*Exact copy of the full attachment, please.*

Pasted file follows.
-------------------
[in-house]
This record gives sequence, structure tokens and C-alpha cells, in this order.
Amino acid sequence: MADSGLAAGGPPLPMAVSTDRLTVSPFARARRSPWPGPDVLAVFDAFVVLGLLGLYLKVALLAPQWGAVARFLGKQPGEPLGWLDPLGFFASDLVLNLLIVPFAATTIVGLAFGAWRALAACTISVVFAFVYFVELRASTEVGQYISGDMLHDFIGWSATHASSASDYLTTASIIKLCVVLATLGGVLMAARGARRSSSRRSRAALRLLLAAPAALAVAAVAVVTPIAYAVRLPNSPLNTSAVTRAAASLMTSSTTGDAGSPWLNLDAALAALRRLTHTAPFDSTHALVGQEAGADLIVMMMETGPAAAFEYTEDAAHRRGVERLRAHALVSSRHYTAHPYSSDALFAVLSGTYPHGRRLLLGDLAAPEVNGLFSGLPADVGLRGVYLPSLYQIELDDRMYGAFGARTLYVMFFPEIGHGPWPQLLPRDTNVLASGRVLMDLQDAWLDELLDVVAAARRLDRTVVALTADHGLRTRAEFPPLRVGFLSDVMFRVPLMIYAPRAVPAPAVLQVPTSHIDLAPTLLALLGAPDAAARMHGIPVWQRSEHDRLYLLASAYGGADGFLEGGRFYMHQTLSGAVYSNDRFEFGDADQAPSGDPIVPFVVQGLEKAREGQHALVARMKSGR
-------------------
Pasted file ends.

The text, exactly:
[in-house]
This record gives sequence, structure tokens and C-alpha cells, in this order.
Amino acid sequence: MADSGLAAGGPPLPMAVSTDRLTVSPFARARRSPWPGPDVLAVFDAFVVLGLLGLYLKVALLAPQWGAVARFLGKQPGEPLGWLDPLGFFASDLVLNLLIVPFAATTIVGLAFGAWRALAACTISVVFAFVYFVELRASTEVGQYISGDMLHDFIGWSATHASSASDYLTTASIIKLCVVLATLGGVLMAARGARRSSSRRSRAALRLLLAAPAALAVAAVAVVTPIAYAVRLPNSPLNTSAVTRAAASLMTSSTTGDAGSPWLNLDAALAALRRLTHTAPFDSTHALVGQEAGADLIVMMMETGPAAAFEYTEDAAHRRGVERLRAHALVSSRHYTAHPYSSDALFAVLSGTYPHGRRLLLGDLAAPEVNGLFSGLPADVGLRGVYLPSLYQIELDDRMYGAFGARTLYVMFFPEIGHGPWPQLLPRDTNVLASGRVLMDLQDAWLDELLDVVAAARRLDRTVVALTADHGLRTRAEFPPLRVGFLSDVMFRVPLMIYAPRAVPAPAVLQVPTSHIDLAPTLLALLGAPDAAARMHGIPVWQRSEHDRLYLLASAYGGADGFLEGGRFYMHQTLSGAVYSNDRFEFGDADQAPSGDPIVPFVVQGLEKAREGQHALVARMKSGR